So is the problem with the sprawling, unedited, anything-goes, everyone-can-play Internet or with my petite-bourgeois, electroculture middle-class attitude about it? I assumed it was the former (but of course I would, wouldn’t I?) until I ran my Internet bad attitude screed past Mark C. Taylor, Preston Parish Professor of Humanities at Williams College, and heard his self-assessment-inducing counterpoint.
“Most of the issues you’ve raised pre-suppose distinctions and hierarchies characteristic of print culture,” Taylor told me, “but the ways in which people read, write and think in a print environment and an electronic environment are different; there are different logics at work. During this transitional era between print and electronic culture, which I think is what we’re going through, there’s a great deal of old wine in new wine skins, a lot of repackaging of print into electronic format. What I hear in the background of your positions is that a lot of the kinds of checks and balances you’re used to in print media don’t exist on Internet; it may be the case that the alternative logic of the Internet simply will not allow what you are looking for.” Uh oh.
“Part of what’s at stake here,” Taylor continued, “is how we’re all thinking of the nature of factuality and veracity. As a journalist you have to ‘check the facts,’ but what count as facts may not be universal; in one cultural context, for example, the most important fact is the resurrection of Christ, but in another content that has no factuality at all.”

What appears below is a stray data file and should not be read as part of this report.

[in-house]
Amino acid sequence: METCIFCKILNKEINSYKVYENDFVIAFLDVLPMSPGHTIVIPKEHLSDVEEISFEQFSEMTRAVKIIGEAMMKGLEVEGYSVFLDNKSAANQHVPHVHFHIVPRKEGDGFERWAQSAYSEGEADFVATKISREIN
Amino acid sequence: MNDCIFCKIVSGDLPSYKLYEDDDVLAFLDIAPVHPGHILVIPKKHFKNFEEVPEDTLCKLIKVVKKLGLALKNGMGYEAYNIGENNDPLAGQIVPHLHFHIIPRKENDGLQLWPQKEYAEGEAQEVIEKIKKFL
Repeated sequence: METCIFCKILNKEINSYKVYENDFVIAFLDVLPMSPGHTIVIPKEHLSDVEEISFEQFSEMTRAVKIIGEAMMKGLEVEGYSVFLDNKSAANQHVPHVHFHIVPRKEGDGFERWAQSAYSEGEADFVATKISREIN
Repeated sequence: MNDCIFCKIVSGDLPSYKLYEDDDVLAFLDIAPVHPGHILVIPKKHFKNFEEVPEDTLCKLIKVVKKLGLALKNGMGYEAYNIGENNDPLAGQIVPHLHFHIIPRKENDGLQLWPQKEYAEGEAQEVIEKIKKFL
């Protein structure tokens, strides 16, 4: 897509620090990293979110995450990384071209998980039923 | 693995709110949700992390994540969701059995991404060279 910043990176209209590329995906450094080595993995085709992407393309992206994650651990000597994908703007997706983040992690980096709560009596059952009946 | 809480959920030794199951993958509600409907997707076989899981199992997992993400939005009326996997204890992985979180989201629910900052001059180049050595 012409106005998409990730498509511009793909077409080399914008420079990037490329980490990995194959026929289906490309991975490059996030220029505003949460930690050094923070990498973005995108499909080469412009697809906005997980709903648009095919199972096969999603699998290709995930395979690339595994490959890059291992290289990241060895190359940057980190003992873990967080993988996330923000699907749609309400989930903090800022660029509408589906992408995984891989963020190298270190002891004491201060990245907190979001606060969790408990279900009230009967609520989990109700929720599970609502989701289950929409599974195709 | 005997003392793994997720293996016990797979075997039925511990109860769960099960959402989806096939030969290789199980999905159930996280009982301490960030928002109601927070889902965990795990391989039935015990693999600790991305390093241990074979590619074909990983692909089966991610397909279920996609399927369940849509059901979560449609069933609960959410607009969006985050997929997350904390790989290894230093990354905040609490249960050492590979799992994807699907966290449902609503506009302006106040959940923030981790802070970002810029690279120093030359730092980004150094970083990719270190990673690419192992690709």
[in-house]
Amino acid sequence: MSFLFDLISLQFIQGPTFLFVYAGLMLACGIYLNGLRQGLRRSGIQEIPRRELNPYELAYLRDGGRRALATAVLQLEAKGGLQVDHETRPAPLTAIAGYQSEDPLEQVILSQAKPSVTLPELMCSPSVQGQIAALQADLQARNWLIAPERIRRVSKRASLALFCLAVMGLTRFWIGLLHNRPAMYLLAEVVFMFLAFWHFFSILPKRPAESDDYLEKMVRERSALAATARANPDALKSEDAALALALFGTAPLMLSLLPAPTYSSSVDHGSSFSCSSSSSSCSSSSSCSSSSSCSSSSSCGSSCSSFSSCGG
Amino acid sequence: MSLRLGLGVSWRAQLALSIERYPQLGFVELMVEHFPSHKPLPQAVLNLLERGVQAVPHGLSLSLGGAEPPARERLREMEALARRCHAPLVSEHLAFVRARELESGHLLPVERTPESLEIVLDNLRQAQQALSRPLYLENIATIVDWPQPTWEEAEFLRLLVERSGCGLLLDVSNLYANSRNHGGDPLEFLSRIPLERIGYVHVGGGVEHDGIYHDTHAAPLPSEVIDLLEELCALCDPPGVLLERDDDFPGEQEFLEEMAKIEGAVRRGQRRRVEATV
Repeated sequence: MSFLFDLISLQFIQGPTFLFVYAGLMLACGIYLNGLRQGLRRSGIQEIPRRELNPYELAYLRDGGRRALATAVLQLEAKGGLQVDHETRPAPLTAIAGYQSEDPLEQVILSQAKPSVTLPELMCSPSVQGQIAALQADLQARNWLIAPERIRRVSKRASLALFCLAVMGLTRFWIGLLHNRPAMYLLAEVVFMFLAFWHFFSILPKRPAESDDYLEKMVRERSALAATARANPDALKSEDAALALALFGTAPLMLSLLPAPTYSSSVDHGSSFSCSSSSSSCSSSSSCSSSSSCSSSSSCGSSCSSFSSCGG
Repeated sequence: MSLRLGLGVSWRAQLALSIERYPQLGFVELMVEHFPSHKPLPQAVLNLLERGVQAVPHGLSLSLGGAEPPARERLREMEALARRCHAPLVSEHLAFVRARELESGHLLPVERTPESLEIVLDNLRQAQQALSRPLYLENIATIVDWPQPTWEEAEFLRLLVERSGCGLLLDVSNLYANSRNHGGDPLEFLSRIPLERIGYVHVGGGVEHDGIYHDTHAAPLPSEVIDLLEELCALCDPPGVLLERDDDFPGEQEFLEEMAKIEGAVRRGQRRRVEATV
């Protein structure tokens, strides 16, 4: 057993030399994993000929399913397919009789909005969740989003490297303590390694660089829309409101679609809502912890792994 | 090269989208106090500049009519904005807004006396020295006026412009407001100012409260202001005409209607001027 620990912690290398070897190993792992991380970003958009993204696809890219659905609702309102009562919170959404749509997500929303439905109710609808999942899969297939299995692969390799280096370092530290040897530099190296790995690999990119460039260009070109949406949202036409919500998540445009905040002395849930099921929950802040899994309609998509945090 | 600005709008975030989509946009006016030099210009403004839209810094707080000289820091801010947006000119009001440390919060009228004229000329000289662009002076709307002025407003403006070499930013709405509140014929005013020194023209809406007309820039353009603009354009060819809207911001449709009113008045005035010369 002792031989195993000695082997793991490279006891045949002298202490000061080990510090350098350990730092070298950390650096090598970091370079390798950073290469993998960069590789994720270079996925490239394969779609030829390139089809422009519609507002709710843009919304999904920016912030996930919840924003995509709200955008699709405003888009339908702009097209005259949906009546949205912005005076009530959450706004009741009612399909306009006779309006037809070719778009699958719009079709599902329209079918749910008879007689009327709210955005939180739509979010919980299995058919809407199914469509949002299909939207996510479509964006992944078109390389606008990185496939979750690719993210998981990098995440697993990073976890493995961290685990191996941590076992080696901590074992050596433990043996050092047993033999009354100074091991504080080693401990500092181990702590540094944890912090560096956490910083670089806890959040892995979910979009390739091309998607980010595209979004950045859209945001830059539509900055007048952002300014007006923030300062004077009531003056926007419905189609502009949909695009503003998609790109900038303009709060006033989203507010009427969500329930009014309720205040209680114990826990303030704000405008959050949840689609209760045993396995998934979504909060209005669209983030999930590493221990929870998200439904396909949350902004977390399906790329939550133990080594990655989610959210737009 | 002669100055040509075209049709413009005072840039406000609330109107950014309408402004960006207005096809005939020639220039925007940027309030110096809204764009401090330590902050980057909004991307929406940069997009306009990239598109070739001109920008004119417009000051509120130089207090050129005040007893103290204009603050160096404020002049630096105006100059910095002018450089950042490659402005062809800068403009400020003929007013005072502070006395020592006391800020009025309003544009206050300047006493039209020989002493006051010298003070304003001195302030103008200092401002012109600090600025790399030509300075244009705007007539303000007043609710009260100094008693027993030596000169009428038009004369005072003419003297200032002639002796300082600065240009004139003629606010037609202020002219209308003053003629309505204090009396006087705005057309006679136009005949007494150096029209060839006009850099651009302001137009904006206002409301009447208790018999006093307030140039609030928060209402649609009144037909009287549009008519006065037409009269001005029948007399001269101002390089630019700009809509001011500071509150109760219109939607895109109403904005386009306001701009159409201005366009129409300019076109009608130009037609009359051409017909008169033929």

Taylor also noted that we can gain perspective on our current media transition by pondering an historic analog: “Think yourself back into a culture in which every written document was printed by hand. Once you had a printing press turning out hundreds or thousands of these documents, you were going to feel like you had been hit with ‘information overload’. We have, however, over the years, developed all kinds of filters to manage the information overload that was brought about by print. Newspapers, television channels, publishers, they all serve as filters for us: I may read The New York Times but not the National Enquirer; when the University of Chicago publishes a book I know I need to look at it, when Publisher X publishes a book I know I don’t need to waste my time looking at it. We’ve developed all these filters to help us cope — these are like the search engines of the print world. Eventually, we will develop other kinds of filters that will help us manage the flux of information in its electronic format.”